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Got daughter a new netbook - but how do you make recovery discs!

By Leeky · 7 replies
Aug 26, 2010
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  1. You were probably reading the title, and thinking omg just use the recovery console, and bob's your uncle, out spits two DVDs....

    ... Well its an Acer One netbook, with no optical drive. Acer's recovery console tells me I need to make backups (which is obvious as a HD failure would kill our OS), but its only option is to use a optical drive.

    So, the challenge (I've "bing.co.uk" and got nowhere!), is how on earth do I make two DVDs with the data without a) an internal optical drive, or b) an external one.

    I'm not prepared to purchase an external one just to do this one job as I have no other use for one.

    What I've tried so far:

    1. Sharing my PCs DVD RW drive and mapping it on the netbook (which ends up with a folder and thus doesn't work...)
    2. checking settings to see if I could make ISO's instead - No go there too.
    3. I've even tried using a combination of my E-SATA dock, but the connections are the wrong way around to run my PC's DVD RW drive via USB (which would have given me an external DVD RW).

    It really shouldn't be this difficult to make OS backups, and there must be another way of doing this backup without resorting to spending £40+ on a new external DVD RW drive just to do it.

    PLEASE help! lol. :(
  2. Leeky

    Leeky TS Evangelist Topic Starter Posts: 3,357   +116

    OK, I might have a solution:

    If I use CloneZilla to make an entire image of the netbook hard drive, am I correct in saying it will capture the entire OS in its current form (e.g. unused), as well as the ENTIRE recovery partition? (They both on one physical disc).

    Would that work, enabling me to keep a copy of everything on the entire drive in its current (new) state? I have an external SATA dock I can use to clone it (and put it back if I ever need).

    After looking at the above, I decided against it, as it just introduced another issue of mounting suitable hard disc space to make the backup.

    So I decided to go with EASUS ToDo backup - And removed the hard disc and I'm now backing it up (the whole drive) in my PC as we speak. It looks very good for a free app. :D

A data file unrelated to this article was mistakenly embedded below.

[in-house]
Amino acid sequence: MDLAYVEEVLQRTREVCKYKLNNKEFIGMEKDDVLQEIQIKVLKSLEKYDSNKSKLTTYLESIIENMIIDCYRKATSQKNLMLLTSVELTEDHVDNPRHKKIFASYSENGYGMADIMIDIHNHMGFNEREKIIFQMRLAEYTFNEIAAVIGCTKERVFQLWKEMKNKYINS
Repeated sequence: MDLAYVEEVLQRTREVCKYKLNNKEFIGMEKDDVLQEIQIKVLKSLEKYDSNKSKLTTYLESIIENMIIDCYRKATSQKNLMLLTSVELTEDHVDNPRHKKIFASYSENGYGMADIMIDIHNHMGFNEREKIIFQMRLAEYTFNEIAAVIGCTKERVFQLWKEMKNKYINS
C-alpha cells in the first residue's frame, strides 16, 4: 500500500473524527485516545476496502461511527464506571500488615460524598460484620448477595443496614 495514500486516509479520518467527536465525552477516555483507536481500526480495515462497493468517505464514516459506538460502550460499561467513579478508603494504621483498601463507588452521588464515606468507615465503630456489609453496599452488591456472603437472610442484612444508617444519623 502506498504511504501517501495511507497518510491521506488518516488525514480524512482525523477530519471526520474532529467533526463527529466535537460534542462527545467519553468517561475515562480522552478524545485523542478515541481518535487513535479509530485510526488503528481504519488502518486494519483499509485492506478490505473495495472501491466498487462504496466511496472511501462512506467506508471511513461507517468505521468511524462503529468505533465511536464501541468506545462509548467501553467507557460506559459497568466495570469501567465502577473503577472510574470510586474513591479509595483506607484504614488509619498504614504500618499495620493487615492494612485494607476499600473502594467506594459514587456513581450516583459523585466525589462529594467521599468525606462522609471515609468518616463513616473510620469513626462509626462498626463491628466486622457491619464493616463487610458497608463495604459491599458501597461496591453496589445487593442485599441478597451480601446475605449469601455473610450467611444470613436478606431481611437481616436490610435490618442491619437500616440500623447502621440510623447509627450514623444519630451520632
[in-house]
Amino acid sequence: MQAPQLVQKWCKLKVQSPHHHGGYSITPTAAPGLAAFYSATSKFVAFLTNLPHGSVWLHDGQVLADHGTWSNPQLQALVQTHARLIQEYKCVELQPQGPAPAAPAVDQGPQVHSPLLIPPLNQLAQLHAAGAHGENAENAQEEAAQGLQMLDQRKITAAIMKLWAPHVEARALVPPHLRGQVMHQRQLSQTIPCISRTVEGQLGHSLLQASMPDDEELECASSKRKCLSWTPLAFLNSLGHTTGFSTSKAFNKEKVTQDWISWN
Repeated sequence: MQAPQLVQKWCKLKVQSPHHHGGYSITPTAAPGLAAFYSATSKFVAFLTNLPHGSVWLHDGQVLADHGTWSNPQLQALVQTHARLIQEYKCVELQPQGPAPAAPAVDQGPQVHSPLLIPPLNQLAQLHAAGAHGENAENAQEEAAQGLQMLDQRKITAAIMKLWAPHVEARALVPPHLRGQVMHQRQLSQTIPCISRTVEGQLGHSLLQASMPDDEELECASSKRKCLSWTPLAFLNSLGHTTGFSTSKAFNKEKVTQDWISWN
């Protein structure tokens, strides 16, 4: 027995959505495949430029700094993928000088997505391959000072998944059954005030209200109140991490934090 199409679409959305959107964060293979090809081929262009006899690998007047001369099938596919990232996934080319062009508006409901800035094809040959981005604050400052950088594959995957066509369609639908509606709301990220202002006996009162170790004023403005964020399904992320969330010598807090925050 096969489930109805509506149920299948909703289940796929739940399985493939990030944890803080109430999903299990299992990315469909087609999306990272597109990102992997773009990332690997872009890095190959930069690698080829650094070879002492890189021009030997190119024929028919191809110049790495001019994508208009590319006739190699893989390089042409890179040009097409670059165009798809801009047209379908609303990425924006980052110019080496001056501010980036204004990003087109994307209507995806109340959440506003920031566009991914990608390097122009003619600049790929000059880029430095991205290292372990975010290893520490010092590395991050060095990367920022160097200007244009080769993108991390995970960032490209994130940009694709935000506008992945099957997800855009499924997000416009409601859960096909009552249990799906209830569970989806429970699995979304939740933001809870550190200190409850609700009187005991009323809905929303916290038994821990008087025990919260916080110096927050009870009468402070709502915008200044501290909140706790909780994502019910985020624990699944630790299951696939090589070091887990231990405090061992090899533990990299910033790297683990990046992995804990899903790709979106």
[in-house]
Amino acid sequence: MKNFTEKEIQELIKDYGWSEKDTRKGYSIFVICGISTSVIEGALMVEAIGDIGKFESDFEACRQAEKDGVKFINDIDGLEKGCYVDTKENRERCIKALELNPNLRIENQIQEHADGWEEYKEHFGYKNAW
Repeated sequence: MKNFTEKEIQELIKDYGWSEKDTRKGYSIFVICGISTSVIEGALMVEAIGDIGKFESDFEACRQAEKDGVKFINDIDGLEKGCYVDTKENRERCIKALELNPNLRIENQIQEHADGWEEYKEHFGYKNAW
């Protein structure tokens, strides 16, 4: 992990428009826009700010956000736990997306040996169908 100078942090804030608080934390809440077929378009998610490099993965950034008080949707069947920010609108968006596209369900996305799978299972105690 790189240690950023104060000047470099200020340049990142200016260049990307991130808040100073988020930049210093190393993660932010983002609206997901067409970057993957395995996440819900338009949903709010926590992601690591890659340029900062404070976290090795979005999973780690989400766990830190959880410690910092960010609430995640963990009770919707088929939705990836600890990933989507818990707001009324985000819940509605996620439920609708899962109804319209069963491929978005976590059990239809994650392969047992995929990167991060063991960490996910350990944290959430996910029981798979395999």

I wish I'd just thought about this from the start - It took me all of 5 mins to download, install it, turn the pc off, remove the 2.5" sata, and then fit it in my case and reboot. LOL.

    Least this post will come in handy for others unsure in the future no doubt. :)
  3. LukeyJB

    LukeyJB TS Rookie Posts: 27

    Why don't you just backup everything on an external drive, or buy a copy of Windows or a recovery disc from your manufacturer? they're usually around £25
  4. Leeky

    Leeky TS Evangelist Topic Starter Posts: 3,357   +116

    My external drive is rather full (I need a new one. lol).

    Its all sorted now, I connected the drive to my PC and made an image of it - So I'm all sorted now. :D

    I do really see purchasing another windows license, or the media as a way around the problem - At the end of the day it has a license already, and I think its frankly insulting any consumer should be expected to "purchase" media that should be supplied anyway.
  5. LookinAround

    LookinAround Ex Tech Spotter Posts: 6,430   +186

    Well, i was going to recommend just using EASUS Todo freeware but I see you already found and used it :grinthumb

    One other point of note: Might be quite worth your while to take a look at the Acronis True Image website
    > Last i looked it was on sale (at least in US) for 30USD which is quite cheap for all it can do

    EASUS is great freeware but it's basically a subset of all the functionality you get in Acronis IMO is very worth the price. A few features found in True Image (but not EASUS freeware)
    > Ability to choose between "sector-by-sector" image backup vs "smart" image backup
    ==> Where "smart" means only backing up allocated sectores and not including things like pagefile which isn't normally needed when you restore an image. Save lots of backup time and SPACE
    => Acronis also allows for both Incremental as well as differential backups (again, so can save lots of space when making periodic backups)

    More good stuff for Acronis but above are the "highlights" i think :)
  6. ravisunny2

    ravisunny2 TS Ambassador Posts: 1,025   +9

  7. LookinAround

    LookinAround Ex Tech Spotter Posts: 6,430   +186

    Oh yea! I forgot. Thanks for pointing that out ravisunny :approve: :)

    I think there are a few other vendors who also offer free versions of Acronis True Image if you use their hard drives. don't recall who they are... tho i did find a reference link about Seagate and Maxtor (though i don't know if still applies)
  8. Leeky

    Leeky TS Evangelist Topic Starter Posts: 3,357   +116

    Thanks for the comments guys, it completes the thread really and I'm sure I won't be the last to experience these problems - At least those finding this thread in future will be able to sort it easily enough. :D

    I'll have a look into Acronis, I could do with a proper replacement backup tool really, and being able to image hard disks and keep them on a seperate disk is handy. :)

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